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RE: please help correct a problem?

From: Waddell, Cynthia <cynthia.waddell@ci.sj.ca.us>
Date: Fri, 8 Oct 1999 16:45:43 -0700
Message-ID: <3EC0FC2EAE6AD1118D5100AA00DCD8830345AA34@sj-exchange.ci.sj.ca.us>
To: "'Scott Luebking'" <phoenixl@netcom.com>, asgilman@iamdigex.net, w3c-wai-ig@w3.org
Mr. Luebking-
The statutes, regulations, OCR letters of resolution and case law stemming
from Section 504 of the Rehabilitation Act, the IDEA and the ADA all impact
education.  Any professor in California who requires a student with a
disability to use a technology that is not compatible with assistive
technology for access to web pages is in violation of a number of civil
rights laws.  The issue is not student preference vs. professor preference.
The issue is equivalent access to the learning environment.  

The civil rights laws require that the professor provide an "academic
adjustment" for access to the learning environment.  This accommodation can
include the professor changing his preference to allow for the use of lynx
and/or the redesign of the webpages to allow lynx to reach the content.

On the other hand, if there is a screenreader that will reach the content of
Javascript, then the school can provide that accommodation as well.  Will
PwWebspeak reach Javascript?  If so, then the school must provide this
screenreader.

The first ADA complaint against a university for internet access was because
the university provided a sighted person to read the web page out loud to a
blind individual.  OCR has made it very clear that this is not an
appropriate accommodation under disability civil rights law.  Please see my
legal update "The Growing Digital Divide in Access for People with
Disabilities:  Overcoming Barriers to Participation" found at
http://www.aasa.dshs.wa.gov/access/waddell.htm.

The access laws do not change because of the nature of the audience.  This
can be compared to construction.  A person using a wheelchair must be able
to pass through an accessible door and travel on an accessible route.
Access laws do not change because we build different buildings.  Similarly,
access to the Internet requires a person using a screenreader to access
accessible web pages and navigate through the Internet.

In education, "academic adjustments" are available as a protected right to
students with disabilities.  In employment, "reasonable accommodations" are
available as a protected right to employees with disabilities.  Moreover,
the US Department of Justice says that access to the web is also a
requirement for "effective communication."  The effective communication
rationale is a high burden equally applicable to both business and
education.  

I hope these comments are helpful.  Please understand that they are not to
be treated as legal advice.  For specific information on how the civil
rights laws apply to a particular problem at hand, please contact an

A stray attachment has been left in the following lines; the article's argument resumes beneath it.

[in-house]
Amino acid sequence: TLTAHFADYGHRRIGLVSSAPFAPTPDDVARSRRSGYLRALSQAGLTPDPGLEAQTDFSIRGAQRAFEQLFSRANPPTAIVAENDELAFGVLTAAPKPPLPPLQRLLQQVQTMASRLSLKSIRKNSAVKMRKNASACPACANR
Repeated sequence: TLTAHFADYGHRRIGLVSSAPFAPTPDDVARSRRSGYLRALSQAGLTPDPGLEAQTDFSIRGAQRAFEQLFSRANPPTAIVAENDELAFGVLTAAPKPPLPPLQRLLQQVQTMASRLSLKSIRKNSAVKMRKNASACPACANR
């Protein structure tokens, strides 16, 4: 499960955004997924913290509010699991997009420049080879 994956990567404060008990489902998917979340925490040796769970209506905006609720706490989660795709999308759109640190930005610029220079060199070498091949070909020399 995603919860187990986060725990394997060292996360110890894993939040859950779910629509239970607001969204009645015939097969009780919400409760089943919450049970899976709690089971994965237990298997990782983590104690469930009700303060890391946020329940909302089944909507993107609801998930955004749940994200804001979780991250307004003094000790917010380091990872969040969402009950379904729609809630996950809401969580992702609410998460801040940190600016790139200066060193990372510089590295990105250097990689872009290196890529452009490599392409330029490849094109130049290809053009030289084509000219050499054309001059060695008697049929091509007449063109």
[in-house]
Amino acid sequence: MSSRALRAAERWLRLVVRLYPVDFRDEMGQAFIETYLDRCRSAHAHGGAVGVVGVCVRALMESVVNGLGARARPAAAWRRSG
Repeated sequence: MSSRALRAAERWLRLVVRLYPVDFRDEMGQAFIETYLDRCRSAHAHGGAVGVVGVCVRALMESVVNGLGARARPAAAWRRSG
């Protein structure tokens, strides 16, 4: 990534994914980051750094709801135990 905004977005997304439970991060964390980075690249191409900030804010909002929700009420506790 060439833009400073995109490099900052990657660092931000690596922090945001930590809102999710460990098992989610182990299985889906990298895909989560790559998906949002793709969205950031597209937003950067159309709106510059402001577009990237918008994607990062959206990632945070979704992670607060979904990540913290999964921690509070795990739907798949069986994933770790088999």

attorney.

Cynthia D. Waddell
 
---------------------------------------------------
Cynthia D. Waddell   
ADA Coordinator
City Manager Department
City of San Jose, CA USA
801 North First Street, Room 460
San Jose, CA  95110-1704
(408)277-4034
(408)971-0134 TTY
(408)277-3885 FAX
http://www.rit.edu/~easi/webcast/cynthia.htm
http://www.aasa.dshs.wa.gov/access/waddell.htm 



-----Original Message-----
From: Scott Luebking [mailto:phoenixl@netcom.com]
Sent: Friday, October 08, 1999 3:24 PM
To: asgilman@iamdigex.net; w3c-wai-ig@w3.org
Subject: RE: please help correct a problem?


Hi, Al

I agree with you, but then the question becomes a little more
interesting.  Does the definition of accessibility change depending on
the nature of the audience?  The argument that came up was that the WAI
guidelines are for the general population like in a library.  Should
there be a different set of guidelines for a more contained environment
like a class?  (For example, if a company has chosen one browser to be
the corporate browser and programs to that browser, can a blind person
who prefers to use lynx argue that he/she should be allowed to use lynx
as an accomodation?)  Suppose that students used a windows application
which was not required to be accessible.  The developers then move the
application to a web environment using Javascript.  What happens in this
situation?  Most mass spectrometers are inaccessible to blind students.
Can professors be required not to use mass spectrometers?  If the
accomodation for mass spectrometers is having a reader, why cannot the
same accomodation be made to students using highly visual/interactive
web pages?

Some people here at Berkeley are wondering if OCR is making a mistake by
specifying those guidelines.  Could a university argue that OCR is
limited in its technical background to make such decisions if the
definition of accessibility is dependent on the environment?  (At least
a couple of professors here on campus are not very pleased by the web
access issues.  Not a fun meeting.)

Perhaps another variation is when will it be reasonable for a university
to assume that each student must be proficient in using Windows?

Scott


> If the issue is scripting, then what the professor proposes fails the
> criterion set down by the regents, because dependency on scripts violates
a
> > Priority 1 checkpoint (6.3) in the WCAG.
> 
> Check me on that; did I read it right?
> 
> Al
Received on Friday, 8 October 1999 19:49:01 GMT

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